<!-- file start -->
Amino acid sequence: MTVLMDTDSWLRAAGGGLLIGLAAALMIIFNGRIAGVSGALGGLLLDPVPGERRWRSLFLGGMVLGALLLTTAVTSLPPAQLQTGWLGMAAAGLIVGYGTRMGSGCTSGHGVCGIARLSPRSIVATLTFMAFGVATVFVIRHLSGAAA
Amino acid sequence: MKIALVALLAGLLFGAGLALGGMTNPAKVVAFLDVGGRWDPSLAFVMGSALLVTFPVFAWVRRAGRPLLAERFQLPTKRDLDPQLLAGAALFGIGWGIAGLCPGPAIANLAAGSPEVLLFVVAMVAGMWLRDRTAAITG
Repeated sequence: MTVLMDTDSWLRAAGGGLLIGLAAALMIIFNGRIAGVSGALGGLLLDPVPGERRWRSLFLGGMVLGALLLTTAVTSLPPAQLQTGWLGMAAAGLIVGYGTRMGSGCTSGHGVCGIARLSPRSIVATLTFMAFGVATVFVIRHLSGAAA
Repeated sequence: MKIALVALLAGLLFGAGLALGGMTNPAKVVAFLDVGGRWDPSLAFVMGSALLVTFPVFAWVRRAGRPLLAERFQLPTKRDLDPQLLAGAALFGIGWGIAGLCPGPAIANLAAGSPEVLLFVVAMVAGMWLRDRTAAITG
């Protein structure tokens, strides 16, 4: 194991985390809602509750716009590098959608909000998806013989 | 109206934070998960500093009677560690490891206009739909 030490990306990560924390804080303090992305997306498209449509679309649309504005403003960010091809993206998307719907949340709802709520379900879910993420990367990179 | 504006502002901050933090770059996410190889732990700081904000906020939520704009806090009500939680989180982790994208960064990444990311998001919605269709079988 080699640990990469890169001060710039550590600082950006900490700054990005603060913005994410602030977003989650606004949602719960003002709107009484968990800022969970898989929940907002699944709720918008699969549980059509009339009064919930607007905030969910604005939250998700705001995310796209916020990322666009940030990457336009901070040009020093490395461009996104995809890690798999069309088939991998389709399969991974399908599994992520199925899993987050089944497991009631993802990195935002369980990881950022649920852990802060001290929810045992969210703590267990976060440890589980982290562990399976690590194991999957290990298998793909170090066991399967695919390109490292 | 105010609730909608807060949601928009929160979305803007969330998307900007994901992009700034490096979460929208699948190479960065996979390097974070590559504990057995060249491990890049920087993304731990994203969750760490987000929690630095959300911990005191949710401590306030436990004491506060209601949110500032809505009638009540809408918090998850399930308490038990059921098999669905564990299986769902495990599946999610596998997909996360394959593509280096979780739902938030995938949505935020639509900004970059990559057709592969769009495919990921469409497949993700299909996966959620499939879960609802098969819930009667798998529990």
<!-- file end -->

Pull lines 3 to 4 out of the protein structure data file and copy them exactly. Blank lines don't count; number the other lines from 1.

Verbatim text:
Repeated sequence: MTVLMDTDSWLRAAGGGLLIGLAAALMIIFNGRIAGVSGALGGLLLDPVPGERRWRSLFLGGMVLGALLLTTAVTSLPPAQLQTGWLGMAAAGLIVGYGTRMGSGCTSGHGVCGIARLSPRSIVATLTFMAFGVATVFVIRHLSGAAA
Repeated sequence: MKIALVALLAGLLFGAGLALGGMTNPAKVVAFLDVGGRWDPSLAFVMGSALLVTFPVFAWVRRAGRPLLAERFQLPTKRDLDPQLLAGAALFGIGWGIAGLCPGPAIANLAAGSPEVLLFVVAMVAGMWLRDRTAAITG